They think what they want and I do what seems good to me. Because I can't afford to do anything else right now. Also thinking that this gesture makes people react and the proof it makes them react. It's tragic to fight knowing that no one gives a damn what's going on.

I don't care, I don't think about the deleterious messages I may receive. I just think this cause and this situation horrifies me. When I see a movement launched by actresses, singers, obviously I cling to it. The goal is to warn as many people as possible so that as many people as possible join the cause and continue this virtual battle of thought and opinion.

Do you find that today it's harder for an artist to commit to a cause than before?

No, it's not harder to commit, but it's hard to commit to one thing. Because our commitment to us happens by writing things, by performing on stage, by denouncing things. When you really want to say something, you say it. Maybe it's harder to get past social media. Because it's a double-edged sword, information travels twice as fast, it reaches an incredible number of people, but the contradiction is twice as strong as well. We move forward with our time, our means of communication. It may be more difficult to manage afterwards. There are always detractors and they are more vocal. That's the game.

There is always this debate of 'It was better before'. I think there is a space of absolute freedom on stage for example. We can say everything, no one comes to censor us. We can send messages, I want to make people laugh but we can do it with what is happening, what concerns us. Laughter is very good media. The things that annoy me, my fights become sketches in my shows.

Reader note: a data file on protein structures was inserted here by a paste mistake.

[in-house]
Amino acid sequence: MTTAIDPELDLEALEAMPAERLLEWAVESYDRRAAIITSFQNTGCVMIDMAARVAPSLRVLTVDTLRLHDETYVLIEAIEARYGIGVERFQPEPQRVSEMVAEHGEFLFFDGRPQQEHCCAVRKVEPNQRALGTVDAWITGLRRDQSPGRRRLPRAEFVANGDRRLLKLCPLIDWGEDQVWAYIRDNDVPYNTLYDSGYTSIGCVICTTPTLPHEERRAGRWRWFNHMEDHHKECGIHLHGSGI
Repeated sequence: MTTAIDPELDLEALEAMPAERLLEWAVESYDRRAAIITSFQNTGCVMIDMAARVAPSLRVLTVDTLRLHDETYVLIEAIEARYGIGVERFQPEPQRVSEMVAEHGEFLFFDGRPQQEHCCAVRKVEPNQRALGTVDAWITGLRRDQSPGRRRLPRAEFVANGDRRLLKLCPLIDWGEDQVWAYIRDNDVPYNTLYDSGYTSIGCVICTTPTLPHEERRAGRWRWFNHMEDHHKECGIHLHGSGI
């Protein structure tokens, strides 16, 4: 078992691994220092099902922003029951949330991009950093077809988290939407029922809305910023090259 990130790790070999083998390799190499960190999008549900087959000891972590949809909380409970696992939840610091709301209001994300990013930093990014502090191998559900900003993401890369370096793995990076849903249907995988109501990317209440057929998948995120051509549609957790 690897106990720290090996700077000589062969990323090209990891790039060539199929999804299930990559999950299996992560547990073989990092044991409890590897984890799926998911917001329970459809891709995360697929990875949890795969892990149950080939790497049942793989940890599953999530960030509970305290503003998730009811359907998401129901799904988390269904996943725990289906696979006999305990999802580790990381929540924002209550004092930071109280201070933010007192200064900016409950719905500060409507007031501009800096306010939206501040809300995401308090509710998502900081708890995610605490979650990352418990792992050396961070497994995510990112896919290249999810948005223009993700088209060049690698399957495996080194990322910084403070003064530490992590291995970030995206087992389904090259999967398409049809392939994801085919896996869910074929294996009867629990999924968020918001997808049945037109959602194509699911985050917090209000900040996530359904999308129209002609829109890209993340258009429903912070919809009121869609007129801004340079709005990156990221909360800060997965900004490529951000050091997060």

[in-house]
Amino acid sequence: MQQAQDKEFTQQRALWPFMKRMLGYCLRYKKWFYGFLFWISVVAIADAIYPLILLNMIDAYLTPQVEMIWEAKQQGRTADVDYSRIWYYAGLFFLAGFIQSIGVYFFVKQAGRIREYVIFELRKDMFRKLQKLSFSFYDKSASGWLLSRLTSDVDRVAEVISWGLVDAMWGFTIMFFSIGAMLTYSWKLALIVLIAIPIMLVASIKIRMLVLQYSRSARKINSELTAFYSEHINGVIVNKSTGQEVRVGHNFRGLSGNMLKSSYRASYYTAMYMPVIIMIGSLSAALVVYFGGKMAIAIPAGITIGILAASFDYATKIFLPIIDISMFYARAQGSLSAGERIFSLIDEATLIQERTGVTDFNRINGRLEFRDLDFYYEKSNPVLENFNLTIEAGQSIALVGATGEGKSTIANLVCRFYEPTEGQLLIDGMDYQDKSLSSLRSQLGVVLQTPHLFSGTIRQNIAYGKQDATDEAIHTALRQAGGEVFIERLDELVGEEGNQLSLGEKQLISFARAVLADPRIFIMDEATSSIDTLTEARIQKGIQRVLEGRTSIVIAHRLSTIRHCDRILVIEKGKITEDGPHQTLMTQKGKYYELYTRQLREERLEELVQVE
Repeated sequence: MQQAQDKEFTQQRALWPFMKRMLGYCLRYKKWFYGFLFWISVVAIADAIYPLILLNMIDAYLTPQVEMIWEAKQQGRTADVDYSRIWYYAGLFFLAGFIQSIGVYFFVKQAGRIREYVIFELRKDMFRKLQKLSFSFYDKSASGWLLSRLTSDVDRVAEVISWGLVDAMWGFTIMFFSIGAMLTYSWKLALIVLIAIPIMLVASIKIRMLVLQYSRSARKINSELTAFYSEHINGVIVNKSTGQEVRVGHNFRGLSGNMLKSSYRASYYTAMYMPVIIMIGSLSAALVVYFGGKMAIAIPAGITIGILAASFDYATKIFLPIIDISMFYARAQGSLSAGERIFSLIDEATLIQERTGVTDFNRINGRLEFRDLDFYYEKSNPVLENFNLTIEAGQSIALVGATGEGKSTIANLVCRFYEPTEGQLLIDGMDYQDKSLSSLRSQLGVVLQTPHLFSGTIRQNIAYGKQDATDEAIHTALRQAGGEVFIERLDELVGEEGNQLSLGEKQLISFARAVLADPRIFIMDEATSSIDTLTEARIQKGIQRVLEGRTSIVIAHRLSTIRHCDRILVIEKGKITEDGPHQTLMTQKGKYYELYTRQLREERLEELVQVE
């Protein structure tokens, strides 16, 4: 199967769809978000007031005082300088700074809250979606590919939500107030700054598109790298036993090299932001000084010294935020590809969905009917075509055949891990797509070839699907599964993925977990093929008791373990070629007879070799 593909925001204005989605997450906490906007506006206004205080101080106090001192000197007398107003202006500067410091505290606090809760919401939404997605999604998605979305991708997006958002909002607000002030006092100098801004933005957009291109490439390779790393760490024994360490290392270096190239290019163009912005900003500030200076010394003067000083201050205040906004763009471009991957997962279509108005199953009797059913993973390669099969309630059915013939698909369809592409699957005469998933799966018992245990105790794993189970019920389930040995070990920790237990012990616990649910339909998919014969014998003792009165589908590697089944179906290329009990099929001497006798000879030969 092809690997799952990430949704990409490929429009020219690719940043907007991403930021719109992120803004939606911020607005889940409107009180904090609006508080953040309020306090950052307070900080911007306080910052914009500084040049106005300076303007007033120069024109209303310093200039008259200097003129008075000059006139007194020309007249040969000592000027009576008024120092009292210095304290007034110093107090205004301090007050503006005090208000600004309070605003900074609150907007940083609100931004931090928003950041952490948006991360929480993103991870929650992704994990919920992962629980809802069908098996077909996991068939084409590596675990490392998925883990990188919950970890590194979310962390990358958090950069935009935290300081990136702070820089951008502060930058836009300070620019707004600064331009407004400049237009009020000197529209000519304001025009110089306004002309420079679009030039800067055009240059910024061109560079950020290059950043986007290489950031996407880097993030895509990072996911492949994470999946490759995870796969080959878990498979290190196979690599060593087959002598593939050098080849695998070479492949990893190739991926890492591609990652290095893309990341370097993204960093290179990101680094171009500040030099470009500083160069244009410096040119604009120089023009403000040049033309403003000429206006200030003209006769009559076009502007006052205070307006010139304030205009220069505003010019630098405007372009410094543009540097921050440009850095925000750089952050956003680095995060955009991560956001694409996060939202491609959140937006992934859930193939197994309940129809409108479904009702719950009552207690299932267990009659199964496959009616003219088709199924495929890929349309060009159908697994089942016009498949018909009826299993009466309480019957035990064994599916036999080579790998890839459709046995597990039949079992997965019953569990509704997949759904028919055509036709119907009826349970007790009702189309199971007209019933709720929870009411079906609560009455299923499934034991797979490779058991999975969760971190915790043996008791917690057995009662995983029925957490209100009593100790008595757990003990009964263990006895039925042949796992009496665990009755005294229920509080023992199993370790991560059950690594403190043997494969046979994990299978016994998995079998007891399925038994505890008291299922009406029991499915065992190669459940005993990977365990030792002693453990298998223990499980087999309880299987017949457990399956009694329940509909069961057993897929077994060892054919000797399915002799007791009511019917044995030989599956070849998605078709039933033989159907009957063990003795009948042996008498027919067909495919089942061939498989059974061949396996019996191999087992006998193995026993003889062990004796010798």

You said of your show Refurbished :' It's pure Chollet, but at the same time, it's new ', what did you bring new?
Characters ! The pure Chollet is that I am a hybrid artist, I am a 'singer': singer and comedian, dancer too. I try to mix a lot of elements in my show. I wanted to surprise people who know me at the end of the sixth show and give them a taste of something a little different. I integrated characters. There is a whole gallery of them and I had fun making them. Including, in particular, an influencer, a love coach, a music teacher… A bull even is the only male character in my show. I found it interesting to look at our human lives through the prism of an animal. It is also a pretext to sing the corrida of Francis Cabrel , I'm not hiding it from you (laughs).

Where do you find inspiration for your sketches, for the characters you play throughout the show?

For the influencer, on the networks, there are several characters in one. She is well loaded Nabillou (name of the character of her show, editor's note). The news pushes me to make sketches, there is one on a sexual predator. The stories of the past few years pissed me off a lot and I didn't know how to talk about them. It pissed off my husband a lot too. Besides, we wrote this sketch together, but it was he who was the most virulent. I reversed the role so she's a sexual predator who ends up in police custody trying to defend herself. I managed to make people laugh with this sketch, I didn't think, the subject is very delicate. By reversing the roles, you get something that makes people laugh and raises awareness.

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Do you have a favorite character?